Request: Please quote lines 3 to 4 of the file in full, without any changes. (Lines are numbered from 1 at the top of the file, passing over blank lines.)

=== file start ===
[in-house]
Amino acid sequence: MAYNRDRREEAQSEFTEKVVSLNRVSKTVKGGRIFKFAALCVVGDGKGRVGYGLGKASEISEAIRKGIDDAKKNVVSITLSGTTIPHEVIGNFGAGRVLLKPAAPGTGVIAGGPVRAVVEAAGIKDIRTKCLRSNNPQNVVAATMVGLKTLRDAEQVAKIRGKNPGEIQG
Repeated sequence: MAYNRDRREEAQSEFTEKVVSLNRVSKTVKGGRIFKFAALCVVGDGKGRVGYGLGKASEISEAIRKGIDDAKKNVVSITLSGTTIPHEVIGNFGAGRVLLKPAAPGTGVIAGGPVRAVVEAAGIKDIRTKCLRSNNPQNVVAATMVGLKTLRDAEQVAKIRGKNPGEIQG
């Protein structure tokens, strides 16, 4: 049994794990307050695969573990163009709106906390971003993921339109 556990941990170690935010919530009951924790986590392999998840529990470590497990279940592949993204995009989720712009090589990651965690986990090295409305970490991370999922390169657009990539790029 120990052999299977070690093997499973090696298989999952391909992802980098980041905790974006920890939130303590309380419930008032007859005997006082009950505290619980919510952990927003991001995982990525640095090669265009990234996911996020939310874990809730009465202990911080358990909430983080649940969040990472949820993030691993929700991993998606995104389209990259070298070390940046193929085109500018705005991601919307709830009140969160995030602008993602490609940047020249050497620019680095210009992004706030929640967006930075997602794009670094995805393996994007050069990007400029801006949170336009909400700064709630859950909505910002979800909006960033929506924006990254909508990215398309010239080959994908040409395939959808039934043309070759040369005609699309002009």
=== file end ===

Repeated sequence: MAYNRDRREEAQSEFTEKVVSLNRVSKTVKGGRIFKFAALCVVGDGKGRVGYGLGKASEISEAIRKGIDDAKKNVVSITLSGTTIPHEVIGNFGAGRVLLKPAAPGTGVIAGGPVRAVVEAAGIKDIRTKCLRSNNPQNVVAATMVGLKTLRDAEQVAKIRGKNPGEIQG
């Protein structure tokens, strides 16, 4: 049994794990307050695969573990163009709106906390971003993921339109 556990941990170690935010919530009951924790986590392999998840529990470590497990279940592949993204995009989720712009090589990651965690986990090295409305970490991370999922390169657009990539790029 120990052999299977070690093997499973090696298989999952391909992802980098980041905790974006920890939130303590309380419930008032007859005997006082009950505290619980919510952990927003991001995982990525640095090669265009990234996911996020939310874990809730009465202990911080358990909430983080649940969040990472949820993030691993929700991993998606995104389209990259070298070390940046193929085109500018705005991601919307709830009140969160995030602008993602490609940047020249050497620019680095210009992004706030929640967006930075997602794009670094995805393996994007050069990007400029801006949170336009909400700064709630859950909505910002979800909006960033929506924006990254909508990215398309010239080959994908040409395939959808039934043309070759040369005609699309002009």